Would you like a free, powerful server for a year to develop an application that could make you money while possibly creating a few jobs? What's not to like, right? If the offer sounds too good to be true, check out the fine print at the source, www.theplanet.com
, a Houston-based hosting company with philanthropic tendencies and a desire to fight unemployment.
But, hurry, The Planet doesn't have an unlimited supply of servers or a bottomless well of philanthropy.
Since launching the Sand Castle program in January, the company has donated more than 120 servers to developers and entrepreneurs seeking to create new applications and products. The Planet is offering 500 free servers.
The criteria for obtaining a machine are painlessly straightforward. People outline their visions for a software application or web-based design service -- and agree to produce a new domain within six months of acceptance into the program.
Applicants cannot be current customers of The Planet. Nor can they have more than 10 employees.
"We created Sand Castle to enable people to begin projects that may have not been possible without the free technology we're providing," said Doug Erwin, The Planet's chairman and CEO. "In turn, we hope these people will create new jobs."
Erwin says his company -- with its eight data centers and more than 50,000 servers -- has the excess capacity to potentially jumpstart at least 500 endeavors.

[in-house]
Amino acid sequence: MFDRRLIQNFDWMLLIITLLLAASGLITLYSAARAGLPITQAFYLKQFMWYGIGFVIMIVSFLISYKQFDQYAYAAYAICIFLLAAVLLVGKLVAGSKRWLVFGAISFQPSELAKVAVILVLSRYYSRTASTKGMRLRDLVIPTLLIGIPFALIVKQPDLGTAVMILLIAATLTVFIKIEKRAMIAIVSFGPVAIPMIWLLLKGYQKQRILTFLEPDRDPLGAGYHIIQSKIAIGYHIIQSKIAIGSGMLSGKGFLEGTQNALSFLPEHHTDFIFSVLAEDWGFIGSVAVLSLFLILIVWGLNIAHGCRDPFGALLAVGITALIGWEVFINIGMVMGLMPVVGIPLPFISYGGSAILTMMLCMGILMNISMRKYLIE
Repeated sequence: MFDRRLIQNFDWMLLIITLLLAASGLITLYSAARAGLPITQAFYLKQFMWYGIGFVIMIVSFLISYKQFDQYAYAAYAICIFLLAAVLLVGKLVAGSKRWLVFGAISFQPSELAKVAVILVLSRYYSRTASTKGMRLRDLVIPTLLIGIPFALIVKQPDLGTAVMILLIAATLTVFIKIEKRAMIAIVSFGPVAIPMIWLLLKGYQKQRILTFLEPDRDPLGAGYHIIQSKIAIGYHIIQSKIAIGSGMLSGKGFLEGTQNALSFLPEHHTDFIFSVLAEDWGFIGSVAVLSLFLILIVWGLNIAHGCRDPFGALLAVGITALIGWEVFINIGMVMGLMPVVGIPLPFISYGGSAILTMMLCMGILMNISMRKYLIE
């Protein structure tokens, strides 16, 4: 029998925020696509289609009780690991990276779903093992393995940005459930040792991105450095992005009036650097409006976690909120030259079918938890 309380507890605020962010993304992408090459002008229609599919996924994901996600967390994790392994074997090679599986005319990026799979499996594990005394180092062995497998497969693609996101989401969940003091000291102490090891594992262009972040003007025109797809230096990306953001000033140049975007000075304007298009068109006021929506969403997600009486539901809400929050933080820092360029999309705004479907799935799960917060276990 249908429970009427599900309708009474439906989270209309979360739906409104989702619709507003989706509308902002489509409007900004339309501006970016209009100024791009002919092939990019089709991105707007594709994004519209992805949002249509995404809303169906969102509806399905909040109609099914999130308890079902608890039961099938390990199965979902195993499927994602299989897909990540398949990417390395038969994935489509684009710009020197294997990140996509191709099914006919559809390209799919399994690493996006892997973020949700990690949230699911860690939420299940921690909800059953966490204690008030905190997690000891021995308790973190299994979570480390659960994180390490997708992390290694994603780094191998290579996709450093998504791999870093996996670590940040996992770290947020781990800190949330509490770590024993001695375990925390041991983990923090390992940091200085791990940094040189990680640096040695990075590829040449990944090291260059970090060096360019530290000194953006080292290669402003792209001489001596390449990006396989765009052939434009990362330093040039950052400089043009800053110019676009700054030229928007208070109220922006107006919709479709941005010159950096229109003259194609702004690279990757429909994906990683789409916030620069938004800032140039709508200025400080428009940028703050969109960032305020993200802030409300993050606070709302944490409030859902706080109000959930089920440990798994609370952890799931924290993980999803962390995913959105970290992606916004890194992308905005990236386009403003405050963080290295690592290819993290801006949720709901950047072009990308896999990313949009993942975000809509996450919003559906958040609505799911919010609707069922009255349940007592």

"While there are indicators of a turnaround, the economy cannot recover without job creation," says Erwin. "Our 500 servers are a small step to help revive the economy."
The machines -- while not the latest and greatest -- are far from shabby. The most basic is a Dell server with Dual Xeon 2.4 processors, a 146GB hard drive, 1GB of RAM, 10Mb per second of unmetered bandwidth, and is loaded with the CentOS 5 operating system.
Each server is hosted in a dedicated, secure environment. The Planet's network of Tier 1 and peering bandwidth providers enable maximum speed and accessibility from anywhere. Developers can even get free technical support 24x7.
One of the recipients of a free server is Chris Latko, who is using the machine to develop an app with two other developers. While Latko refuses to discuss the app, he is effusive in his praise of the Planet's program.
"They gave me a really powerful server that have would cost me about $300 per month if I were to lease it from them," says Latko. "The server has a 1 TB hard drive, dual 3.2 Xeon processors, and 4 gigs of RAM. Plus, they gave me a 64-bit version of RedHat Enterprise. Initially, they gave me a 32-bit version, but, after I told them I'm used to working in 64-bit environments, they upgraded me and waived the $25 fee."
Rice University Benefits
Recently, The Planet offered 50 servers to Rice University students and faculty engaged in entrepreneurial research and development.
Students in Rice's Jesse H. Jones Graduate School of Business will be among the first to benefit from the free servers. The Jones School ranked fifth in the U.S. in graduate entrepreneurship in a 2009 survey by Princeton Review and Entrepreneur magazine.
Erwin says other universities have expressed interest in the Sand Castle program.